Chances are, if you’re a sentient human being living almost anywhere in the United States, you have seen a display of Krave Jerky, with the stylized running man on the package and a label advertising one of eight different exotic flavors, any of which was previously unheard of in the heretofore stagnant world of dried meat.
You’ve seen the package because Krave is now on sale in Safeway and Whole Foods and Costco and Target and Lucky’s and Raley’s (to name a few venues) and even in a souvenir shop on the side of the only highway in Key Largo, Fla.
It’s tempting to say that Krave is an overnight success story, one of the most spectacularly impressive start-ups ever born in the Sonoma Valley. But that’s only partly true.
First of all, Krave began life as an assignment for a graduate class that founder and CEO Jon Sebastiani was taking in the combined UC Berkeley-Columbia University MBA program, following an epiphany during training for the New York Marathon. He liked eating jerky as a low-fat, high-protein snack, but he didn’t like the jerky he was eating. So he researched the industry, all the while learning about market disrupters in the classroom, and soon decided there was ample opportunity for a disruptive dried-meat product, with creative flavor profiles, that could shake up a billion-dollar industry.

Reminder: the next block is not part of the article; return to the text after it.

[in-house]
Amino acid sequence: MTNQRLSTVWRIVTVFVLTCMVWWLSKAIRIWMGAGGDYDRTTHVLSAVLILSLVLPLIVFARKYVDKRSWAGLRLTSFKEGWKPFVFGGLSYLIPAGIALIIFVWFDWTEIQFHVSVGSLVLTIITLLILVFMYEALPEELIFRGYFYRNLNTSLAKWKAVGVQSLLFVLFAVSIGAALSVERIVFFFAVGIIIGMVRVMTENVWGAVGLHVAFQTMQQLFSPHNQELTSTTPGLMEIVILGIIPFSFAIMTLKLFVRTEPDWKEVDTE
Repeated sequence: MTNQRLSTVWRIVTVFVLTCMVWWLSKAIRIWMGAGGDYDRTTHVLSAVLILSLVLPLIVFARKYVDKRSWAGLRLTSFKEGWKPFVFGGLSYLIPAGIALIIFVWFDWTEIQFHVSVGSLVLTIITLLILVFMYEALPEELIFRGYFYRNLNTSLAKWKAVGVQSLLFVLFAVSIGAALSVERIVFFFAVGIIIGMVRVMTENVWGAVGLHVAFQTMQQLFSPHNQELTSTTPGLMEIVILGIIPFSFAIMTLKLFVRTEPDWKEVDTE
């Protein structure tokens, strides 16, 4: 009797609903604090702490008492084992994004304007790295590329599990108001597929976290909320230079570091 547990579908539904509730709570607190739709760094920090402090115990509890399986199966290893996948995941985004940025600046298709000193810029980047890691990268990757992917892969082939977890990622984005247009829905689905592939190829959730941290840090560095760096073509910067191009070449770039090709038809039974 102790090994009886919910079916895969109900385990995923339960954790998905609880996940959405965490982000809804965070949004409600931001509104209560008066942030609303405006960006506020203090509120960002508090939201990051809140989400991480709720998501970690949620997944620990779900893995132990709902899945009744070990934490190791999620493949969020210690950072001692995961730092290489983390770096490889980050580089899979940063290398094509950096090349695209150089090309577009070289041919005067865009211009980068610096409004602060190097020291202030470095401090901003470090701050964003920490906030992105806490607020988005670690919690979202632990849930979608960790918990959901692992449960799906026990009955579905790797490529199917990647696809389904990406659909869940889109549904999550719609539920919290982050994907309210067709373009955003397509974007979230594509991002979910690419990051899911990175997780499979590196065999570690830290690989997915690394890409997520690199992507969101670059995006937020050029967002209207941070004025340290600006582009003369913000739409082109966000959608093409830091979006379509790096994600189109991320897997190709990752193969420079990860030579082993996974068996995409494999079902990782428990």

It didn’t happen overnight, but at the end of his MBA program, two of his Berkeley professors took Sebastiani aside and told him that, not only did he get an ‘A’ on his final exam, they wanted to make a six-figure investment in the company. It was a safe bet.